In conducting my annual review, one of the things that became clear was the importance of a week that I spent in Puerto Rico in June 2017 co-teaching a workshop based on tools that I practice daily but rarely ever speak about or teach.
For background, in the Fall of 2008, I met Anat Baniel. At that time, I was about a year into a very severe neck injury resulting from landing on my head on a trampoline and was looking for ways to recover. I was also fresh out of college and looking for a path forward. I did my undergraduate research – a year long research project culminating in an oral defense and 150 page published dissertation – on how people learn movement. So, in retrospect, it was oddly fitting that I spent several years after college trying to learn again how to move without pain. In meeting Anat, it was immediately obvious to me that this woman knew a lot about how we learn, and I was determined to study with her. While the majority of my college peers went on to their PHDs (Reed College has the highest number of PHDs of any University in the country), I spent four years practicing very subtle movement, first on myself, and then with a wide variety of clients, and then with children with special needs.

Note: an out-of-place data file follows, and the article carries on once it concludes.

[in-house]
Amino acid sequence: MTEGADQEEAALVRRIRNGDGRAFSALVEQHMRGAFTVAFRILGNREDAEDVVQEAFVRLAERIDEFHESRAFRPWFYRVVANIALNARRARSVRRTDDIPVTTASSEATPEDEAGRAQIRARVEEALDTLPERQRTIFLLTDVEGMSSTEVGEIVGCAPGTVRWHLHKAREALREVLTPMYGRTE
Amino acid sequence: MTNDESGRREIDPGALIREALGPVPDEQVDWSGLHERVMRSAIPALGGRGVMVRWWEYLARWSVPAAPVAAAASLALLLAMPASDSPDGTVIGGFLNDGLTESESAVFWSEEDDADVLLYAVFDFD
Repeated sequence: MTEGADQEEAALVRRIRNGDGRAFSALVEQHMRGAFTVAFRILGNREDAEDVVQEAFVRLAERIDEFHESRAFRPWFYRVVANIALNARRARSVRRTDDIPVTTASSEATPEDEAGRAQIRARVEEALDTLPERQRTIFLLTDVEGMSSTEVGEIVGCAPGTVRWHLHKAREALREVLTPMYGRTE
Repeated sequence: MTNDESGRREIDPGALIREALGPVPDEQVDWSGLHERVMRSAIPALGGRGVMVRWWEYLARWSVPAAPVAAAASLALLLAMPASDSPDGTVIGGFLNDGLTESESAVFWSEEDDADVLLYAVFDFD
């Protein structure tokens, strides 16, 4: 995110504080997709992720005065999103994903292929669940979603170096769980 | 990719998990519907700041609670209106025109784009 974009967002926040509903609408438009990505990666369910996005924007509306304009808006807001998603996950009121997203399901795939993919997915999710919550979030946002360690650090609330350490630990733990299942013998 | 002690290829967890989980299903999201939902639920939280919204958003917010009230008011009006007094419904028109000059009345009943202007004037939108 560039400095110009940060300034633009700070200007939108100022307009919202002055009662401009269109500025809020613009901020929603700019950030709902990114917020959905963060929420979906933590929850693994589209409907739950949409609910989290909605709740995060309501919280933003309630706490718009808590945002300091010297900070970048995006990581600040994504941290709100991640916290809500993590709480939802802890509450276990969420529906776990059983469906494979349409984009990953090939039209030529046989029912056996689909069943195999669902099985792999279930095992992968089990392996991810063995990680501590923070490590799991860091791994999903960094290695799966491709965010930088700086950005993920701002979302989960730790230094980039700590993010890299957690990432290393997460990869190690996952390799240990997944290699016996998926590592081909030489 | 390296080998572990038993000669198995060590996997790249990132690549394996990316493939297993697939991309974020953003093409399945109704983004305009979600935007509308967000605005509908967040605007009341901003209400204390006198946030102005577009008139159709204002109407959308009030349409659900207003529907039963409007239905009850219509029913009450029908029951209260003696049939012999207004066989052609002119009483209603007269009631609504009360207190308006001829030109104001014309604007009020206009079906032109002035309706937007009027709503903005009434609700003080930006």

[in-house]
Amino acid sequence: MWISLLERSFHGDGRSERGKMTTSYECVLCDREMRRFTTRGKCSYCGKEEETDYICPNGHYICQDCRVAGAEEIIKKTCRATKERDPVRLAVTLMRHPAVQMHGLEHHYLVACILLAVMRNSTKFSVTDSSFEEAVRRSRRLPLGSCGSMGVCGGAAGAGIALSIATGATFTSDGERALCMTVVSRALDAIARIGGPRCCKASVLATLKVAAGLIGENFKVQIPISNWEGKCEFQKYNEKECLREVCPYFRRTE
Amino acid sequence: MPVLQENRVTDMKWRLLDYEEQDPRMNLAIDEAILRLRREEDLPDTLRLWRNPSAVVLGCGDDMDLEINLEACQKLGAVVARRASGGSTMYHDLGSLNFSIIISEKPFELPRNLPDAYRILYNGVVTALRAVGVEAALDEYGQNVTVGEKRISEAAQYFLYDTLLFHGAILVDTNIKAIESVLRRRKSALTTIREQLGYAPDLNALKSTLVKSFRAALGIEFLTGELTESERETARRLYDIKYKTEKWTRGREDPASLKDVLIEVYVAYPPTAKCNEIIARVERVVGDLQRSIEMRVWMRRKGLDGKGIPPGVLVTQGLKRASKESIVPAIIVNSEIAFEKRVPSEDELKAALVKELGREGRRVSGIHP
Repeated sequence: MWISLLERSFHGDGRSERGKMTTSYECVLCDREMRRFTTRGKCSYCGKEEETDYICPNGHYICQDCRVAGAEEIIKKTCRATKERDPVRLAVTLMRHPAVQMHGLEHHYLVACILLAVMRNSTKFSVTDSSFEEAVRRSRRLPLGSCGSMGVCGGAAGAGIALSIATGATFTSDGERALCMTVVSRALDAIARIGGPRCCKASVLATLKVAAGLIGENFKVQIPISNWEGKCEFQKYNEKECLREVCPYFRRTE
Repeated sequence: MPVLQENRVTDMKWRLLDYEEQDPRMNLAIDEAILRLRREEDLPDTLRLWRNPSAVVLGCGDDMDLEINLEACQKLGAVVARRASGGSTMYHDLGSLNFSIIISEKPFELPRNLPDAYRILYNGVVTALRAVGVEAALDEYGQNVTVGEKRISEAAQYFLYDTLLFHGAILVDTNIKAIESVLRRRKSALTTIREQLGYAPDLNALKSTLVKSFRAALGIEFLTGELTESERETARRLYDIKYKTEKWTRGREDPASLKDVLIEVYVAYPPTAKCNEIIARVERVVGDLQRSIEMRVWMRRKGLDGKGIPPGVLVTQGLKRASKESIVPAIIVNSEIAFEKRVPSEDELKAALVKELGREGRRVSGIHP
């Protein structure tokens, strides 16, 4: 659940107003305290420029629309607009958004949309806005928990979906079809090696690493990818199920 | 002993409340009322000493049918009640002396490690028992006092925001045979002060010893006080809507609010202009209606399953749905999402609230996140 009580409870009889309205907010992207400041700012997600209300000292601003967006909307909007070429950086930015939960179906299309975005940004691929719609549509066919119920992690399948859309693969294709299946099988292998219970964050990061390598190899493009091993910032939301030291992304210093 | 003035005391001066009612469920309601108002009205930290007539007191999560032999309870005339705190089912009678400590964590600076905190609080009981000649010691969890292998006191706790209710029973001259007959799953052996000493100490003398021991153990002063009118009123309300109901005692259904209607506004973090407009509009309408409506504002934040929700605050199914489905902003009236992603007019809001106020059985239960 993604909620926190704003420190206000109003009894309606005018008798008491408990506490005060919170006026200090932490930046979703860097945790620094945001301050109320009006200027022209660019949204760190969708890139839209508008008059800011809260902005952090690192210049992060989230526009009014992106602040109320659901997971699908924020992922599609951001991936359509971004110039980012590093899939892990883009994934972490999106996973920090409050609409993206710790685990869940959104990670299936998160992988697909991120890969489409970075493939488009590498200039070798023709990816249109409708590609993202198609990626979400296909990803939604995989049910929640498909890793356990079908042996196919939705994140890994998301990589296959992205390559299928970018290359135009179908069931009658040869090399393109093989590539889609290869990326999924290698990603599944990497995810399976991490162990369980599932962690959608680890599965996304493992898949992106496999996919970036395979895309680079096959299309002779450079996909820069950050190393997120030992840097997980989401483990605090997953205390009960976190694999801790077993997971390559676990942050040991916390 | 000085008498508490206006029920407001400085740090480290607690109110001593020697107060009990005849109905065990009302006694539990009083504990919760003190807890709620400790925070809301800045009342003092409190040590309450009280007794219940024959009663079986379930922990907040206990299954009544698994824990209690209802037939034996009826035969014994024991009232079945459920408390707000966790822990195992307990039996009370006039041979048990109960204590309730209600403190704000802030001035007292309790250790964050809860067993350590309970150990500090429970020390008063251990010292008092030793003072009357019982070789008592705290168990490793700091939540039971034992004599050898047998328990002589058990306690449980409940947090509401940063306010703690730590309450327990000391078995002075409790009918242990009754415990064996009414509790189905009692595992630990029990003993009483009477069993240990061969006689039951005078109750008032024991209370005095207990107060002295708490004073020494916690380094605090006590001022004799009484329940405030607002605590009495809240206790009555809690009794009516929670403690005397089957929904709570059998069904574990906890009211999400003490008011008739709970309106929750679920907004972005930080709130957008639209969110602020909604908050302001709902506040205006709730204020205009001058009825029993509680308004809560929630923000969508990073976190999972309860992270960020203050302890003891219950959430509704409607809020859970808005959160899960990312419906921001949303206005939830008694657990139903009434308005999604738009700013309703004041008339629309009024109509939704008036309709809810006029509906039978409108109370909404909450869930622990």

As I began to practice with clients, I recognized a need for verbal tools as well as the non-verbal physical coaching that I was providing and ended up studying at the Option Institute for an additional three years. There I learned a form of socratic dialogue and the practice of being completely present with another human being regardless of what they are going through, and how to ask them loving questions.
I’ve continued to practice and refine tools I learned from these organizations, my study of behavior design BJ Fogg at Stanford University, and more tools I’ve picked up over the last decade.
Fast forward to June of 2017, where I taught a small group leadership training on retreat in Puerto Rico. This was the first time that I had taught these tools in public.
When I conducted my annual review, I was surprised to find that the Puerto Rico training stood out even among the many other personal and professional successes of 2017, and I’ve decided to double down on fitness education for the 21st century.
Thus, it is my great pleasure to announce the release of my new podcast, Zander Strong: The Future of Fitness, where I teach tools for cultivating physical health and mental resilience.
These podcasts are short, under 30 minutes, unlike my long form podcast, The Robin Zander Show. Each episode focuses on a specific tool or tactic that you can apply to improve your physical or mental performance.
Please enjoy Zander Strong and subscribe to the show on iTunes.